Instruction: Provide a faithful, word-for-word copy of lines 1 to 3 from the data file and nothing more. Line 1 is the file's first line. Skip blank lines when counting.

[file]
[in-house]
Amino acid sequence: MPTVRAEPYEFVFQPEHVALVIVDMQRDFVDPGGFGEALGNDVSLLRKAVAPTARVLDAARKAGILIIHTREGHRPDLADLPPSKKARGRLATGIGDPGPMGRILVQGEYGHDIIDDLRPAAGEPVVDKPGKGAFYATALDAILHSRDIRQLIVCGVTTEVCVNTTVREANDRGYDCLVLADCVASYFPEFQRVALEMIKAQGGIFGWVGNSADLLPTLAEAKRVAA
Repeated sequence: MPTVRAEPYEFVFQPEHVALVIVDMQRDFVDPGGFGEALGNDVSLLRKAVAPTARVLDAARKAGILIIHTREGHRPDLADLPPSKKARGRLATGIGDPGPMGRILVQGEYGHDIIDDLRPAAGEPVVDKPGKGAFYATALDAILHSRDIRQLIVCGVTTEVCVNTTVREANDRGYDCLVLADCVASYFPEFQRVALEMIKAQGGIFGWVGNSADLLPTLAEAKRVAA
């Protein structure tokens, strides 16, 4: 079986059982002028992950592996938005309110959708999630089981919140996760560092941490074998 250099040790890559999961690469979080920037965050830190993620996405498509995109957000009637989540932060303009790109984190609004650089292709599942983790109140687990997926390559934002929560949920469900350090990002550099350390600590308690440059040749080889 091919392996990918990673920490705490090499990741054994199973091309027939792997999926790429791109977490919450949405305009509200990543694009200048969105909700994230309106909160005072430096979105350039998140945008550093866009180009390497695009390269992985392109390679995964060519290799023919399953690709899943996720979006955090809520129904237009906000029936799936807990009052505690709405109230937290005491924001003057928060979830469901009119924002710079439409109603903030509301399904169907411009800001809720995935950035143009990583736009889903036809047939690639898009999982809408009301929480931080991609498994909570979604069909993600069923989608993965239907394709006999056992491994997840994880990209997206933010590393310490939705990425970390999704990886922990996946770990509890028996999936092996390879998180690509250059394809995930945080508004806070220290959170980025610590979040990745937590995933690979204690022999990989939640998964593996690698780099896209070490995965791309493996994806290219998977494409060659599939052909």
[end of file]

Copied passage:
[in-house]
Amino acid sequence: MPTVRAEPYEFVFQPEHVALVIVDMQRDFVDPGGFGEALGNDVSLLRKAVAPTARVLDAARKAGILIIHTREGHRPDLADLPPSKKARGRLATGIGDPGPMGRILVQGEYGHDIIDDLRPAAGEPVVDKPGKGAFYATALDAILHSRDIRQLIVCGVTTEVCVNTTVREANDRGYDCLVLADCVASYFPEFQRVALEMIKAQGGIFGWVGNSADLLPTLAEAKRVAA
Repeated sequence: MPTVRAEPYEFVFQPEHVALVIVDMQRDFVDPGGFGEALGNDVSLLRKAVAPTARVLDAARKAGILIIHTREGHRPDLADLPPSKKARGRLATGIGDPGPMGRILVQGEYGHDIIDDLRPAAGEPVVDKPGKGAFYATALDAILHSRDIRQLIVCGVTTEVCVNTTVREANDRGYDCLVLADCVASYFPEFQRVALEMIKAQGGIFGWVGNSADLLPTLAEAKRVAA